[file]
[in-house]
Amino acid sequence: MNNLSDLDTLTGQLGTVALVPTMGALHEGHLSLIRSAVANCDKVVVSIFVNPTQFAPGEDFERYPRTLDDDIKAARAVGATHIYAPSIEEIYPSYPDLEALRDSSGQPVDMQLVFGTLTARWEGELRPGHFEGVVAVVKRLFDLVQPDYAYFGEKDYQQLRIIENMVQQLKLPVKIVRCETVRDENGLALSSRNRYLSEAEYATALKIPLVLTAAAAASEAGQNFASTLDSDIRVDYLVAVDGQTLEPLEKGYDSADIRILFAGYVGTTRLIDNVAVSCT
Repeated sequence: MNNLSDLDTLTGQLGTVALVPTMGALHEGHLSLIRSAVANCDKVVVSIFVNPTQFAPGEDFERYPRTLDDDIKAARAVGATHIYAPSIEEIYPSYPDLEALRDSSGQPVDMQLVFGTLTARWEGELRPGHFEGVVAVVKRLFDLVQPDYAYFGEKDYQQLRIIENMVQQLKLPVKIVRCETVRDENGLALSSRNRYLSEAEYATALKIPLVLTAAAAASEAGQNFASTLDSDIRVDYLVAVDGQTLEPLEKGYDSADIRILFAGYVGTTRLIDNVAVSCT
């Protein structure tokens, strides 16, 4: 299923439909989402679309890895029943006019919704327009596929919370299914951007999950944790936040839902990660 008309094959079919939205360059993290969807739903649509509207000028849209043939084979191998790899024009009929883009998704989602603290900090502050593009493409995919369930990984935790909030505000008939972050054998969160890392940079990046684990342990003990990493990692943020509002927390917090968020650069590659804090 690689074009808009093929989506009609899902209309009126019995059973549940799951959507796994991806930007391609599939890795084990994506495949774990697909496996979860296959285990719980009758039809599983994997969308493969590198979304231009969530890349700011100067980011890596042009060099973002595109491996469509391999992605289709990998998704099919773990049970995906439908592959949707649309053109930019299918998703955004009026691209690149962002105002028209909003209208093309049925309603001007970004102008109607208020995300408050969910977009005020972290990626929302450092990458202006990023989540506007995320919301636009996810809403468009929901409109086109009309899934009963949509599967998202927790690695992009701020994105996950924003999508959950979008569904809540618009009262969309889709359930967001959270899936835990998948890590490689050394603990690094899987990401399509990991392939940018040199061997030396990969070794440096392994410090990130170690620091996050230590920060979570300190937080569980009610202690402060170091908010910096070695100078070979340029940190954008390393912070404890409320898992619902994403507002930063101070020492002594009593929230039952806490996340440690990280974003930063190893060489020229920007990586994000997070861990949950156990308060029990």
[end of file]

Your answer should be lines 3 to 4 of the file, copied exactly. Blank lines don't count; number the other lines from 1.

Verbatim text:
Repeated sequence: MNNLSDLDTLTGQLGTVALVPTMGALHEGHLSLIRSAVANCDKVVVSIFVNPTQFAPGEDFERYPRTLDDDIKAARAVGATHIYAPSIEEIYPSYPDLEALRDSSGQPVDMQLVFGTLTARWEGELRPGHFEGVVAVVKRLFDLVQPDYAYFGEKDYQQLRIIENMVQQLKLPVKIVRCETVRDENGLALSSRNRYLSEAEYATALKIPLVLTAAAAASEAGQNFASTLDSDIRVDYLVAVDGQTLEPLEKGYDSADIRILFAGYVGTTRLIDNVAVSCT
């Protein structure tokens, strides 16, 4: 299923439909989402679309890895029943006019919704327009596929919370299914951007999950944790936040839902990660 008309094959079919939205360059993290969807739903649509509207000028849209043939084979191998790899024009009929883009998704989602603290900090502050593009493409995919369930990984935790909030505000008939972050054998969160890392940079990046684990342990003990990493990692943020509002927390917090968020650069590659804090 690689074009808009093929989506009609899902209309009126019995059973549940799951959507796994991806930007391609599939890795084990994506495949774990697909496996979860296959285990719980009758039809599983994997969308493969590198979304231009969530890349700011100067980011890596042009060099973002595109491996469509391999992605289709990998998704099919773990049970995906439908592959949707649309053109930019299918998703955004009026691209690149962002105002028209909003209208093309049925309603001007970004102008109607208020995300408050969910977009005020972290990626929302450092990458202006990023989540506007995320919301636009996810809403468009929901409109086109009309899934009963949509599967998202927790690695992009701020994105996950924003999508959950979008569904809540618009009262969309889709359930967001959270899936835990998948890590490689050394603990690094899987990401399509990991392939940018040199061997030396990969070794440096392994410090990130170690620091996050230590920060979570300190937080569980009610202690402060170091908010910096070695100078070979340029940190954008390393912070404890409320898992619902994403507002930063101070020492002594009593929230039952806490996340440690990280974003930063190893060489020229920007990586994000997070861990949950156990308060029990």